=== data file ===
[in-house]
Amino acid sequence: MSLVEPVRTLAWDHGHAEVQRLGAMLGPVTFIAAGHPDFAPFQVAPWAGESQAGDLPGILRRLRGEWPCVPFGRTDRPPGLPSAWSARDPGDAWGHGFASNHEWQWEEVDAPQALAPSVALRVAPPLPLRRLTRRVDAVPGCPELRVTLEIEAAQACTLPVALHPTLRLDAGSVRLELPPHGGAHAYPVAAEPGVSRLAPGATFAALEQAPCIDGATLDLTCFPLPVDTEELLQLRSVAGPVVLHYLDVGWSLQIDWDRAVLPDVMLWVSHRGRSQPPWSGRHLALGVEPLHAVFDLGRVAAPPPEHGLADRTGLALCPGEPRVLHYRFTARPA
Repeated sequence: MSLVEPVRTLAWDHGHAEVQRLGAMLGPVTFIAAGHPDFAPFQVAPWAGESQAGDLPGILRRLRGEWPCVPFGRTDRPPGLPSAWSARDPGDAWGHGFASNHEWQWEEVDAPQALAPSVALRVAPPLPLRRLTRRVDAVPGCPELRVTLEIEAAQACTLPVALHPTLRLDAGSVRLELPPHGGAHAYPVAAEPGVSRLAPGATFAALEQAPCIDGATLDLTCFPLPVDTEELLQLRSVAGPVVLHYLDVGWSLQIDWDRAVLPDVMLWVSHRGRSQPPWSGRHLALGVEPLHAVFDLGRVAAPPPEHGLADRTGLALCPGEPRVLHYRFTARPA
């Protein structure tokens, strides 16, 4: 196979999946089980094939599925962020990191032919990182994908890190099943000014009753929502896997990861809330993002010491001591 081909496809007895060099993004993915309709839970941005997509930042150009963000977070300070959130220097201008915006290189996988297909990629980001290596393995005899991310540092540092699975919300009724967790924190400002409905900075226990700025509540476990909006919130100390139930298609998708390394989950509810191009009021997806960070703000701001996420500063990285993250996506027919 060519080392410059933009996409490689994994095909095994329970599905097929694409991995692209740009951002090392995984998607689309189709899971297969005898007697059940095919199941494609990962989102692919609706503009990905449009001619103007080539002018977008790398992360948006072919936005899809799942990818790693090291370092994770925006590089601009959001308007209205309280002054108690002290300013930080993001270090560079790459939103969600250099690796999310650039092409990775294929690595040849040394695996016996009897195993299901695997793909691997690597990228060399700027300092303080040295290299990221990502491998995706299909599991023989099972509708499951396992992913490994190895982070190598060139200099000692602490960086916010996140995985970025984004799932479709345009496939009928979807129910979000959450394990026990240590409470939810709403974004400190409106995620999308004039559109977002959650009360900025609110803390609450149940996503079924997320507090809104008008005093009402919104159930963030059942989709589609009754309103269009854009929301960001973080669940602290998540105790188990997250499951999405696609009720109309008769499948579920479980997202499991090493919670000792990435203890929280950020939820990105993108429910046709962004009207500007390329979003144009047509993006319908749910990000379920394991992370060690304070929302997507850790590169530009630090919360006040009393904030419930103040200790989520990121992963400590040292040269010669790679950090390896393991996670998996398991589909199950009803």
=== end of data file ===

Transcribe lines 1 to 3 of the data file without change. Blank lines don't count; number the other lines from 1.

[in-house]
Amino acid sequence: MSLVEPVRTLAWDHGHAEVQRLGAMLGPVTFIAAGHPDFAPFQVAPWAGESQAGDLPGILRRLRGEWPCVPFGRTDRPPGLPSAWSARDPGDAWGHGFASNHEWQWEEVDAPQALAPSVALRVAPPLPLRRLTRRVDAVPGCPELRVTLEIEAAQACTLPVALHPTLRLDAGSVRLELPPHGGAHAYPVAAEPGVSRLAPGATFAALEQAPCIDGATLDLTCFPLPVDTEELLQLRSVAGPVVLHYLDVGWSLQIDWDRAVLPDVMLWVSHRGRSQPPWSGRHLALGVEPLHAVFDLGRVAAPPPEHGLADRTGLALCPGEPRVLHYRFTARPA
Repeated sequence: MSLVEPVRTLAWDHGHAEVQRLGAMLGPVTFIAAGHPDFAPFQVAPWAGESQAGDLPGILRRLRGEWPCVPFGRTDRPPGLPSAWSARDPGDAWGHGFASNHEWQWEEVDAPQALAPSVALRVAPPLPLRRLTRRVDAVPGCPELRVTLEIEAAQACTLPVALHPTLRLDAGSVRLELPPHGGAHAYPVAAEPGVSRLAPGATFAALEQAPCIDGATLDLTCFPLPVDTEELLQLRSVAGPVVLHYLDVGWSLQIDWDRAVLPDVMLWVSHRGRSQPPWSGRHLALGVEPLHAVFDLGRVAAPPPEHGLADRTGLALCPGEPRVLHYRFTARPA